Here is an Email sent 26 April 2018 to Anne Joice, Head of Programme, Psychological Intervention Team, NHS Education for Scotland:
Do you have any information which you are able to send me, about the NES Core Psychological Interventions for Psychosis? Thank you.
It says on the NES website: "The training aims to introduce the psychosocial approach to psychosis and empower staff to engage in collaborative alliances that encapsulate optimism, recovery and hope with people who have experienced psychosis" and I am wondering what this actually means in practical terms. How are staff enabled to work with a person who is coming through psychosis? What type of psychological or psychoanalytic approaches are used in the engagement with people experiencing psychosis?
I am wondering if staff ever work with people/patients experiencing psychosis without prescribed medications being involved? In other words, are staff enabled by the NES training to help a person reason out their psychosis, to be less afraid of imaginary thoughts or amplified feelings, normalising any acute perceptions so that a person does not equate their psychosis with a "disorder", rather a natural reaction to a traumatic life happening. (I've experienced psychosis on 4 separate occasions in 4 different decades, due to different stressors and life trauma, latterly in 2015 following years of campaigning after my son was abused by Nurses in Stratheden IPCU locked seclusion room in February 2012)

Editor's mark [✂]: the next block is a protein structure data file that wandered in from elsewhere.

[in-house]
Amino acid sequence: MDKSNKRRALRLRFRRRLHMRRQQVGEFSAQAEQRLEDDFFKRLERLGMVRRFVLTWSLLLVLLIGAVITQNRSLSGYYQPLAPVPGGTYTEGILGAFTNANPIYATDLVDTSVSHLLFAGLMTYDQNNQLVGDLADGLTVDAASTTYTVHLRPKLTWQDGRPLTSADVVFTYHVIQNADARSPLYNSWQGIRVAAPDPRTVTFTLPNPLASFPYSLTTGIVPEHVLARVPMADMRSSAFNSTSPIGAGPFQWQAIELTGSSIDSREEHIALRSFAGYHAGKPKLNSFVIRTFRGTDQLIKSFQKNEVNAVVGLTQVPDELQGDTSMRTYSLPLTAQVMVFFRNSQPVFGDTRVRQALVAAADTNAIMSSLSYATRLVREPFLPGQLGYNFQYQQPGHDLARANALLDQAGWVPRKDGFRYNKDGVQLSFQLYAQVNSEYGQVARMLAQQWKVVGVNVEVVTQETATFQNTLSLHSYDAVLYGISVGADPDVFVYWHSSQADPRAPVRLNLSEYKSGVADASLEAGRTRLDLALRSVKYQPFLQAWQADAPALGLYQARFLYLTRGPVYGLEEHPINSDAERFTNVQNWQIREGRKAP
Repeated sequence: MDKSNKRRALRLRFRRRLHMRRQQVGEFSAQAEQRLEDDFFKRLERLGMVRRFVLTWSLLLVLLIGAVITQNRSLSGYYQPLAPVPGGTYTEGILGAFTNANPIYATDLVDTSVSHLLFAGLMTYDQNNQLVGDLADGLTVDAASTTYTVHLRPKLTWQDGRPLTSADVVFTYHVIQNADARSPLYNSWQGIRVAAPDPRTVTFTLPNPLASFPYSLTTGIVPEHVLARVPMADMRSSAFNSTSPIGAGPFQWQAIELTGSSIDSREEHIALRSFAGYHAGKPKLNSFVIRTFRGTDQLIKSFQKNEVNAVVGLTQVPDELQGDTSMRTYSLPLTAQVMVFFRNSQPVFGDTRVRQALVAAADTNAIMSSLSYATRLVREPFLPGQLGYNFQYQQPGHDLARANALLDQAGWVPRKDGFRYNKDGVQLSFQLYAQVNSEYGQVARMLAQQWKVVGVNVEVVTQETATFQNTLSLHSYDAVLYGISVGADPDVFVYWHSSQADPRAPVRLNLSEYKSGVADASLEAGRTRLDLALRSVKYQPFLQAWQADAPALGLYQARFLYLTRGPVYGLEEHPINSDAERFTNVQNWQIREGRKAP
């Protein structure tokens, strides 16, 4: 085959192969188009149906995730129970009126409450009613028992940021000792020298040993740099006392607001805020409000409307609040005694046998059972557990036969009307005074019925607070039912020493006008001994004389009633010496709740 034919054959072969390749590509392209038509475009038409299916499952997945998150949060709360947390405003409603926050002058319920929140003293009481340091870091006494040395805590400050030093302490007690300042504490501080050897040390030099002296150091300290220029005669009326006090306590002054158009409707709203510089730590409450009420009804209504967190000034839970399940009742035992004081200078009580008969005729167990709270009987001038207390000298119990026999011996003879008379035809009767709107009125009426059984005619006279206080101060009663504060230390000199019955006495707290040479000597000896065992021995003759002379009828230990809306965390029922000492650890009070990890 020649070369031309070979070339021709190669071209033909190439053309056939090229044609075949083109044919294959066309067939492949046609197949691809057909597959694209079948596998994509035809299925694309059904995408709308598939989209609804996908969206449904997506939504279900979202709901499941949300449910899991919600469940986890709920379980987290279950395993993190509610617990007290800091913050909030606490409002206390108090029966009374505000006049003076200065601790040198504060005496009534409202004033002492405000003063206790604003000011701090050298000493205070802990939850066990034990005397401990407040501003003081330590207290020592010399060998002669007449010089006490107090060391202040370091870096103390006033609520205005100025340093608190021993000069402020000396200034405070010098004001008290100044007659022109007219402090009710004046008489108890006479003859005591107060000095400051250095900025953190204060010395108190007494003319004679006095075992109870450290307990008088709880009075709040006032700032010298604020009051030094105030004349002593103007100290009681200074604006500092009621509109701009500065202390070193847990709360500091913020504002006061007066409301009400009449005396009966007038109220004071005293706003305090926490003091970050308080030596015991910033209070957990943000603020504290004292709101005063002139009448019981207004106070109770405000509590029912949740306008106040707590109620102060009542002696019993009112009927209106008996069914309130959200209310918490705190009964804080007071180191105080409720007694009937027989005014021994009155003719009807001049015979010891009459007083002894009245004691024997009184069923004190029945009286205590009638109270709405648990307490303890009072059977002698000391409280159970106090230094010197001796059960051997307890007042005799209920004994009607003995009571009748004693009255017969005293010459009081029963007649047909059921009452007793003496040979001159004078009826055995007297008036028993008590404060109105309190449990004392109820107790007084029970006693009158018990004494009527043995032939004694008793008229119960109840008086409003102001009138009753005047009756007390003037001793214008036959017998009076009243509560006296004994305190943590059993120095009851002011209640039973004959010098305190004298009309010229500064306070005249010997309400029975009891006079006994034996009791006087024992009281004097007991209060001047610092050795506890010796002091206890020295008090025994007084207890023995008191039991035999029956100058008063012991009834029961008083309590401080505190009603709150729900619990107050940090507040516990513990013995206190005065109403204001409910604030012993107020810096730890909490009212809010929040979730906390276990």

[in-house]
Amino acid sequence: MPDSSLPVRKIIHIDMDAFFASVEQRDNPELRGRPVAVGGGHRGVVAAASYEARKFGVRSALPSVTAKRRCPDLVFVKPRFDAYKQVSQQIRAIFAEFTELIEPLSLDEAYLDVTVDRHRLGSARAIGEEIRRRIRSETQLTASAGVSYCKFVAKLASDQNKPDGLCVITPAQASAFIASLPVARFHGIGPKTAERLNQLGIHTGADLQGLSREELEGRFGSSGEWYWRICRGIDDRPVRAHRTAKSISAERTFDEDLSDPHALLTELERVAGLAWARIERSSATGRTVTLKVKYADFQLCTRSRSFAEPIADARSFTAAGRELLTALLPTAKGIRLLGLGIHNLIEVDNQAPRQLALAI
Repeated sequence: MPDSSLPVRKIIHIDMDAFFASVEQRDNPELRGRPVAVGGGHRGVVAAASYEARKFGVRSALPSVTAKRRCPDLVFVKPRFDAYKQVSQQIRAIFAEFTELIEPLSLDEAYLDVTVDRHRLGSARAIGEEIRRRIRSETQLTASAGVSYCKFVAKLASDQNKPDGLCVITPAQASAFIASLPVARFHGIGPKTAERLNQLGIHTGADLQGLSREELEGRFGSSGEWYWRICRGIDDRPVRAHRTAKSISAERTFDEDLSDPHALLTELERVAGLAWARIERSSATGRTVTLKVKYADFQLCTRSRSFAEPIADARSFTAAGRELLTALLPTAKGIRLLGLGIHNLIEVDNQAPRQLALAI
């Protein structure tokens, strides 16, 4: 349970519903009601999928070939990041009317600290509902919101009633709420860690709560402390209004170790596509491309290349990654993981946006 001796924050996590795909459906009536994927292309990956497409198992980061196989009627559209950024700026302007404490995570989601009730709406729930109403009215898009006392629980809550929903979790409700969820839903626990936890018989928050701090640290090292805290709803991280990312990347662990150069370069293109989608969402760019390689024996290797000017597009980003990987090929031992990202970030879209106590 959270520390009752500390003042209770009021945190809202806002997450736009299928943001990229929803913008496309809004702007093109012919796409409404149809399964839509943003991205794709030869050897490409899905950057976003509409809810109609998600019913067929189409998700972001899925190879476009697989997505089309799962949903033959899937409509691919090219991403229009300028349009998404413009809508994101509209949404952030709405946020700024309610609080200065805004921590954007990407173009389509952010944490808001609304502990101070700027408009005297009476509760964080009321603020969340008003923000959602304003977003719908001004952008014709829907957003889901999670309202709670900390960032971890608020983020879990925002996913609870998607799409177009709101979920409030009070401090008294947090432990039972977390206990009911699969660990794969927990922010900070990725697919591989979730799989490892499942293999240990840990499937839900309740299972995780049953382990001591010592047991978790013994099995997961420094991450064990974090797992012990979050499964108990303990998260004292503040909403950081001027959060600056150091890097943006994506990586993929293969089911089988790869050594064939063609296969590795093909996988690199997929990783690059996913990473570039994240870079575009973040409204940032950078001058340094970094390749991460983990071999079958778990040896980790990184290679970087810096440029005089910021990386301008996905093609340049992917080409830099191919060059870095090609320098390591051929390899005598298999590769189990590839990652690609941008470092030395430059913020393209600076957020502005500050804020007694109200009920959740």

I am keen to get an understanding of how NES equips staff to work with people who are coming through psychosis. Helping people to overcome any difficulties, becoming stronger and more resilient in the process. As I did.
Copying in Prof Andy Gumley who is the key therapist for psychosis on the Matrix document and who I assume is the main advisor and influence on this NES training course for Psychosis. Also copying in Judy Thomson, Director of Psychology.Regards, Chrys"